adjective, brav·er, brav·est.
- a bully.
- a boast or challenge.
verb (used with object), braved, brav·ing.
verb (used without object), braved, brav·ing.
Origin of brave
Synonyms for brave
Antonyms for brave
Related Words for bravingwithstand, defy, confront, court, risk, support, bear, face, venture, suffer, challenge, dare, beard, outdare
Examples from the Web for braving
Contemporary Examples of braving
Breakfast raving, or “Braving,” as it will no doubt become known, is set to get the whole world confident with dancing sober.The Drug-Free Breakfast Rave Is New York’s Latest Exercise Trend
May 8, 2014
When Moore was little, the two would spend almost all of August at Disney World, braving the humidity and crowds.‘Escape From Tomorrow’: Making Disney’s Worst Nightmare
October 9, 2013
In this clip from 2005, Al Roker chats with Matt Lauer and Katie Couric while braving extreme rain and wind in Naples, Florida.Hilarious Wind-Blown Reporters
August 29, 2012
Hailed in the West as “sheroes” for braving a repressive society, Pussy Riot has infuriated the Kremlin for months.Protests Couldn’t Save Pussy Riot From Two-Year Prison Sentence
August 17, 2012
Braving gale-force winds, heading off the Falklands, or saving lost hikers—the Duke of Cambridge has become an action figure.Prince William's Dramatic Rescue Mission Boosts Royals' Image
November 28, 2011
Historical Examples of braving
He had a confounded assurance, the devil's own cheek, familiar with danger, and braving it.L'Assommoir
Perhaps you think that I am braving you in what I am saying now, as in what I said before about the tears and prayers.Apology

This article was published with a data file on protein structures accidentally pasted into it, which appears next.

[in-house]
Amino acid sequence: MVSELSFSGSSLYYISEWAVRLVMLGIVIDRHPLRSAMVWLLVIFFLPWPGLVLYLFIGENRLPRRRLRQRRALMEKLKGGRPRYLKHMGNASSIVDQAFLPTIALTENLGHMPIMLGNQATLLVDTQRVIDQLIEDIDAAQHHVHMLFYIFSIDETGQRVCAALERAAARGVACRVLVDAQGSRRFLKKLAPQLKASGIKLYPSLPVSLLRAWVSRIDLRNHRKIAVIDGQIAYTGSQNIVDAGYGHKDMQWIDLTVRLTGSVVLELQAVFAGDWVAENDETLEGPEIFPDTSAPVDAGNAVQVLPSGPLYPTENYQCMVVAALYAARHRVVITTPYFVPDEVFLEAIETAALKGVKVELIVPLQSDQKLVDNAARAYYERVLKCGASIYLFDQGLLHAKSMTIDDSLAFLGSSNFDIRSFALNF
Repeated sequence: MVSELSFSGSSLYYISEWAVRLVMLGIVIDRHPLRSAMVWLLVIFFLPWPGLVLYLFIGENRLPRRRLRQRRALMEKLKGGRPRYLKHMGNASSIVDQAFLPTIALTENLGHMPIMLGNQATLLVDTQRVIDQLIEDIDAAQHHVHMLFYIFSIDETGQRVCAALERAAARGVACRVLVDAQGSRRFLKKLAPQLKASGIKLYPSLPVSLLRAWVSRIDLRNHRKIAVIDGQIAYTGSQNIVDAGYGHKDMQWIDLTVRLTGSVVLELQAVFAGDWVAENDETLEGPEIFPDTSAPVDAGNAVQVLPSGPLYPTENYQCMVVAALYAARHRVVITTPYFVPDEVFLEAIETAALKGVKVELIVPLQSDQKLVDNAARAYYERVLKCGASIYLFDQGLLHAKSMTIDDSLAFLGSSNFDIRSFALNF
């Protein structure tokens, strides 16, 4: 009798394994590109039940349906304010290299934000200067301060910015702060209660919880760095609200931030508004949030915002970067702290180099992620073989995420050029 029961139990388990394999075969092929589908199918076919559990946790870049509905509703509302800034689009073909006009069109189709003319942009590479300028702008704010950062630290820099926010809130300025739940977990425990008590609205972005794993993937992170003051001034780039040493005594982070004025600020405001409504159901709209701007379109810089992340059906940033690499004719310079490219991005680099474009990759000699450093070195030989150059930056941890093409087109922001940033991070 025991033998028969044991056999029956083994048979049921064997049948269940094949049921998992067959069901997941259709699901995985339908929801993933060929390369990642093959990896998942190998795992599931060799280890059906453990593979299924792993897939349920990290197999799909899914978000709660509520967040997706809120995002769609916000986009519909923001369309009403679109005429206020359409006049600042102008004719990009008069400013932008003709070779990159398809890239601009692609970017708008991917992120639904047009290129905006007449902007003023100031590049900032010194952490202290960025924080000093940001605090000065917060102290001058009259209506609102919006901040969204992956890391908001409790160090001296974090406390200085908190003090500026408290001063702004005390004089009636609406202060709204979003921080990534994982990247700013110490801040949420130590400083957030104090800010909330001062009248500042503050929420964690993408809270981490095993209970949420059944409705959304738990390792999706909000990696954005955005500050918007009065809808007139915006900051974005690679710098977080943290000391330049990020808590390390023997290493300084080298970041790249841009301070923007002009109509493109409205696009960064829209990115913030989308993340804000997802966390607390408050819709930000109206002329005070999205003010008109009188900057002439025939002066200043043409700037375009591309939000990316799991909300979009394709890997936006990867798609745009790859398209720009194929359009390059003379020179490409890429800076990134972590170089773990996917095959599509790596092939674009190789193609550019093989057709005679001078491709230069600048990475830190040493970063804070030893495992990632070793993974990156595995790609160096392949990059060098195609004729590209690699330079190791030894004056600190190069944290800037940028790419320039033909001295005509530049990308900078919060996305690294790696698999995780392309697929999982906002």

His faithful Duke was with him, braving a temperature of -32°.
He needs me, he loves me, he is braving the wrath of the world and of heaven for my sake.In a Little Town
What object can he possibly have in braving three times his force in a gale like this?The Two Admirals
J. Fenimore Cooper
- having or displaying courage, resolution, or daring; not cowardly or timid
- (as collective noun preceded by the)the brave
Word Origin for brave
late 15c., from Middle French brave, "splendid, valiant," from Italian bravo "brave, bold," originally "wild, savage," possibly from Medieval Latin bravus "cutthroat, villain," from Latin pravus "crooked, depraved;" a less likely etymology being from Latin barbarus (see barbarous). A Celtic origin (Irish breagh, Cornish bray) also has been suggested.
Old English words for this, some with overtones of "rashness," included modig (now "moody"), beald ("bold"), cene ("keen"), dyrstig ("daring"). Brave new world is from the title of Aldous Huxley's 1932 satirical utopian novel; he lifted the phrase from Shakespeare ("Tempest" v.i.183).
"to face with bravery," 1776, from French braver, from brave (see brave (adj.)). Related: Braved; braving.